Looking at behaviours including aggression, agitation, anxiety, wandering, calling out, and sexual disinhibition – using multiple strategies such as person centred care and individual interventions…

Communicating a dementia diagnosis

Practitioner’s decision to diagnose and communicate the diagnosis was influenced by;
Their own beliefs regarding dementia and treatment
Their confidence in the diagnosis and their ability to communicate
Patient’s circumstances including patients level of awareness, severity of symptoms and family support
Access and availability to services and specialists
Cultural norms…

What is a ‘timely’ diagnosis?

Of 446 people surveyed immediate disclosure was preferred by 92%, similarly 88% preferred immediate disclosure of their spouses or partners diagnosis…
Family dynamics and distress
Examines family dynamics contribute to adult primary caregivers’ distress in the context of caring for a parent with dementia – four themes included;
The role of primary caregiver was often given to the person perceived to have the greatest amount of time, closest proximity and highest capacity for care-giving duties. The care-giving role often caused feelings of obligations, distress and resentment…some care-givers felt the major challenge of their role was related to other family members’ inability to accept the diagnosis and also that other family members had different approaches on how to give care- resulting in family conflict…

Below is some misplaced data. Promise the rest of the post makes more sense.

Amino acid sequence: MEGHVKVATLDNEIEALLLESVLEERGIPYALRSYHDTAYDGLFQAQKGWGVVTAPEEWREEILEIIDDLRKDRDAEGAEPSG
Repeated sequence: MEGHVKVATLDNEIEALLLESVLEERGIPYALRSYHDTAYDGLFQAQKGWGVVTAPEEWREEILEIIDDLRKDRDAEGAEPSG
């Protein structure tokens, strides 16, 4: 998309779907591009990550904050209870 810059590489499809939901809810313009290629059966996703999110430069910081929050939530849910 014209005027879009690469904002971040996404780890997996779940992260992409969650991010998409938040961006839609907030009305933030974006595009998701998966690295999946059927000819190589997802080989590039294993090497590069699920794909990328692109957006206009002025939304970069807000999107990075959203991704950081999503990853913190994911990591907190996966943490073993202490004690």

My book about brains, change and dementia : what dementia is and what does it do?

'Sometimes, a person's brain gets sick with a disease called dementia.'What does dementia do to the brain? And how can we help if someone we know, like a parent or a grandparent, has the disease?

This book breaks down misconceptions about dementia and speaks directly to children aged under 5 about the realities of the disease, using age appropriate language in an engaging and informative way. It reassures parents of the value of open and honest conversation about the challenges raised by dementia and offers advice and support in the opening 'Guide for grown ups'. It includes a diverse audience of characters, to emphasise that ANY child can be impacted by dementia in their loved ones. Unlike traditional storybooks, the ending provides a question for the adult and child reading it to ponder together.

Will I still be me? : finding a continuing sense of self in the lived experience of dementia